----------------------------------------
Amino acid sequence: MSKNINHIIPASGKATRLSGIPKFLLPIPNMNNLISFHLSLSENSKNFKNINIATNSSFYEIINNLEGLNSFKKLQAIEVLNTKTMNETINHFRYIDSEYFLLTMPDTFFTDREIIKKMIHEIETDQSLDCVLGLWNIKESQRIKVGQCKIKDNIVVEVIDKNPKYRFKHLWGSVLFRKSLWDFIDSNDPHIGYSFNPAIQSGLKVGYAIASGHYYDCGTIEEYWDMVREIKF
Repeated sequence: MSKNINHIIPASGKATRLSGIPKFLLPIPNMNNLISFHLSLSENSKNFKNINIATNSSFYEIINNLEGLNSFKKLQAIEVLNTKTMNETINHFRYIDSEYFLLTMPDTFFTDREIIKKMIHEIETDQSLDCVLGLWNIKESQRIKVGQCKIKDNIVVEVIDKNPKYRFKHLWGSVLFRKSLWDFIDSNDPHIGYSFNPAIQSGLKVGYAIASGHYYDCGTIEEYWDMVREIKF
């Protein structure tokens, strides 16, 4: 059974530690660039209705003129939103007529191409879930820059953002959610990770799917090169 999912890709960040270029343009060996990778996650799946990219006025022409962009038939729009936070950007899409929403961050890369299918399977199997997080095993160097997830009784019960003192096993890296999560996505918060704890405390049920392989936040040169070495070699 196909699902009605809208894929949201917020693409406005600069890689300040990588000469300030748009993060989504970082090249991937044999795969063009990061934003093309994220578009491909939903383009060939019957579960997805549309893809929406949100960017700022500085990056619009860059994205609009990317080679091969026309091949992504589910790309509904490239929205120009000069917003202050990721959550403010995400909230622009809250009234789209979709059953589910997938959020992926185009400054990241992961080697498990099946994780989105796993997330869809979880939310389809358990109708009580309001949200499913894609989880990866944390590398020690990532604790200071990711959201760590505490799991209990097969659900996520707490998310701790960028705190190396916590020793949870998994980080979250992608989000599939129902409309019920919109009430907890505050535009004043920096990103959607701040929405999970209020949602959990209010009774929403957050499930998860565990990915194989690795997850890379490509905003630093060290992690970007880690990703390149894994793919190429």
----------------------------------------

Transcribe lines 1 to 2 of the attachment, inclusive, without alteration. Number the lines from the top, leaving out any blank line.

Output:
Amino acid sequence: MSKNINHIIPASGKATRLSGIPKFLLPIPNMNNLISFHLSLSENSKNFKNINIATNSSFYEIINNLEGLNSFKKLQAIEVLNTKTMNETINHFRYIDSEYFLLTMPDTFFTDREIIKKMIHEIETDQSLDCVLGLWNIKESQRIKVGQCKIKDNIVVEVIDKNPKYRFKHLWGSVLFRKSLWDFIDSNDPHIGYSFNPAIQSGLKVGYAIASGHYYDCGTIEEYWDMVREIKF
Repeated sequence: MSKNINHIIPASGKATRLSGIPKFLLPIPNMNNLISFHLSLSENSKNFKNINIATNSSFYEIINNLEGLNSFKKLQAIEVLNTKTMNETINHFRYIDSEYFLLTMPDTFFTDREIIKKMIHEIETDQSLDCVLGLWNIKESQRIKVGQCKIKDNIVVEVIDKNPKYRFKHLWGSVLFRKSLWDFIDSNDPHIGYSFNPAIQSGLKVGYAIASGHYYDCGTIEEYWDMVREIKF